Old Boy

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Though comparisons to the films of Quentin Tarantino will abound, Chan-wook Park’s Oldboy, a twisted and bloody revenge mystery, owes far more to David Fincher (Seven) and Sam Peckinpah (The Wild Bunch) in terms of substance and style. Driven by over-the-top emotionalism, this South Korean import is a ferociously violent, compellingly twisted and thoroughly modern reimagining of Alexandre Dumas’s The Count of Monte Cristo.

On the night of his daughter’s third birthday, drunken businessman Dae-su Oh (Min-sik Choi) is kidnapped and imprisoned in a seedy hotel room with only a television to connect him to the outside world. Locked away for 15 years, he fights to maintain his sanity (when not attempting suicide) while his mysterious captors frame him for the murder of his wife. Then, one day, they inexplicably set him free.

Left with nothing but a feral hunger for revenge, Dae-su Oh stalks the streets of Seoul like a deranged Job desperate to find out who ruined his life and why. He recruits the help of a young woman and an old high school chum to put together the complex (and not always logical) puzzle pieces that reveal his sadistic adversary’s devilish plan.

Choi (bearing an uncanny resemblance to Charles Bronson) is outstanding, expertly transitioning from simmering rage to wounded grief, often within the same scene. His ability to make the most outlandish plot contortions believable keeps the film from collapsing under its overly contrived weight.

The director indulges in the kind of blood-boiling passion found in classic Greek dramas or Shakespeare’s Titus Andronicus. He pushes the envelope of histrionics and brutality to epic proportions. The damage done to tongues and teeth, not to mention familial love, will challenge even the hardiest filmgoer. Still, he’s a skillful and creative filmmaker, able to create visually stunning moments and gritty action scenes that deliver a visceral punch. A single-shot fight sequence where Dae-su Oh battles a hallway full of gangsters, armed only with a hammer, has to be seen to be believed.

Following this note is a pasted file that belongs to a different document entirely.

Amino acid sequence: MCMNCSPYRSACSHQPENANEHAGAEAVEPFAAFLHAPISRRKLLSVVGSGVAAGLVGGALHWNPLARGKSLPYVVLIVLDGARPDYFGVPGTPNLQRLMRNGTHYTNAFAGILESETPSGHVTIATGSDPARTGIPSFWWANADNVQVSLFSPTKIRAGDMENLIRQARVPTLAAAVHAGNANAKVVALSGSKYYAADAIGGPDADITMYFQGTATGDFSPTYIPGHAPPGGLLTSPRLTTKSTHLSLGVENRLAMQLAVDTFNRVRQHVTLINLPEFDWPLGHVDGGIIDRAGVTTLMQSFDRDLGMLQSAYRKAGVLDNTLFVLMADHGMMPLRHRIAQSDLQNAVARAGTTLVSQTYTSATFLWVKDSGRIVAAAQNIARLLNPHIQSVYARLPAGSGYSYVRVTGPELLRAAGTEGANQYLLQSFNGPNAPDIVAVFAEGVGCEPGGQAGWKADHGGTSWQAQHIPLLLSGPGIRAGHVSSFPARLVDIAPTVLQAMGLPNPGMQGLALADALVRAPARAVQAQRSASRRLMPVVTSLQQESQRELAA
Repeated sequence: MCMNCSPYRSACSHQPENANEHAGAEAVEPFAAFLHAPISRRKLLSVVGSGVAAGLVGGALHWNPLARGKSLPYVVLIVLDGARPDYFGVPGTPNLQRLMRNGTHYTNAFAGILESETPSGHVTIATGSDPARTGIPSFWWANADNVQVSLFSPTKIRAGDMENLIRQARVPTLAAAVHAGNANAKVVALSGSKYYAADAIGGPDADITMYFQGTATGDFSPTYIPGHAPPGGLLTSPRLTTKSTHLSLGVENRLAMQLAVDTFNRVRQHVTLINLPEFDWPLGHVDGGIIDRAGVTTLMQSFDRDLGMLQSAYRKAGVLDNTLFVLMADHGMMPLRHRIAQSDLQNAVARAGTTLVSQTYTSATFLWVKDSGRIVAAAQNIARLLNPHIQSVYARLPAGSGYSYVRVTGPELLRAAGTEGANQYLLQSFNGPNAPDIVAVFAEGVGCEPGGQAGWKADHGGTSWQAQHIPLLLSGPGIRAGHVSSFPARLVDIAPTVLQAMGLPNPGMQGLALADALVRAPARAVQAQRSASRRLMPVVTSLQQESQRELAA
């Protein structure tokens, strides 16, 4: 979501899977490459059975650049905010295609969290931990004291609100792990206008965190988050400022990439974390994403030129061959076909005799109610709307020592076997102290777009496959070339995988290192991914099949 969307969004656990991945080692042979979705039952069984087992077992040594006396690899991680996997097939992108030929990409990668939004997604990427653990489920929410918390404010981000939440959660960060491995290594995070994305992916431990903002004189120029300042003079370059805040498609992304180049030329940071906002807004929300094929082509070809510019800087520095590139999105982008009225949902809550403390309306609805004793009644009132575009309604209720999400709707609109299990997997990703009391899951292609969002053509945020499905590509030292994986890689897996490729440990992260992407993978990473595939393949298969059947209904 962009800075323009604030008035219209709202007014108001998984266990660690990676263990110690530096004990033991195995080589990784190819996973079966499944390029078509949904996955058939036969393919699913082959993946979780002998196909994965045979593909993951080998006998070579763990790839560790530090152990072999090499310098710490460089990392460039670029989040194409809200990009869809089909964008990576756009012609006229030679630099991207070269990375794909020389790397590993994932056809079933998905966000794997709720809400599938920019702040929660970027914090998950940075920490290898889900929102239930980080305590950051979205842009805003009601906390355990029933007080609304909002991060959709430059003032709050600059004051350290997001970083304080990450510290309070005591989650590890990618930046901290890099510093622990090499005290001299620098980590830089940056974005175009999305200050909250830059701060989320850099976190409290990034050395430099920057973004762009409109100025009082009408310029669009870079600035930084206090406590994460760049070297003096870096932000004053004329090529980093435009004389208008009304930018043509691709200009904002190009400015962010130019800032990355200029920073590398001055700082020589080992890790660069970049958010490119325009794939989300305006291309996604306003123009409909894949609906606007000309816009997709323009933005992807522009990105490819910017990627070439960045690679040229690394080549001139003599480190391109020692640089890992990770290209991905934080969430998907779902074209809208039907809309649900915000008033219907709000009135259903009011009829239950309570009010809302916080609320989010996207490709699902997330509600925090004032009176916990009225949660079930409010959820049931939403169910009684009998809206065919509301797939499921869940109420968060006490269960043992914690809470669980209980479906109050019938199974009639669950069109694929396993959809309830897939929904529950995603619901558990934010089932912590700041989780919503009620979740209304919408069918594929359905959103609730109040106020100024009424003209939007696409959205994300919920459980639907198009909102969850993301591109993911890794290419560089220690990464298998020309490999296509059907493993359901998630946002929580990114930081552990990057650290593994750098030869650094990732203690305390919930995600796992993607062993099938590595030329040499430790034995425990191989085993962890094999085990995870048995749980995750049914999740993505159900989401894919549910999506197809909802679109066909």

Oldboy offers so much emotional intensity and brutal velocity that it’s hard not to get caught up in its convoluted maze of revenge, punishment and karmic retribution. It has the kind of dramatic momentum that most Hollywood thrillers strive for and few achieve.

 

In Korean with English subtitles. Showing at the Main Art Theatre (118 N. Main St., Royal Oak; 248-263-2111).

Jeff Meyers writes about film for MetroTimes. Send comments to letters@metrotimes.com.

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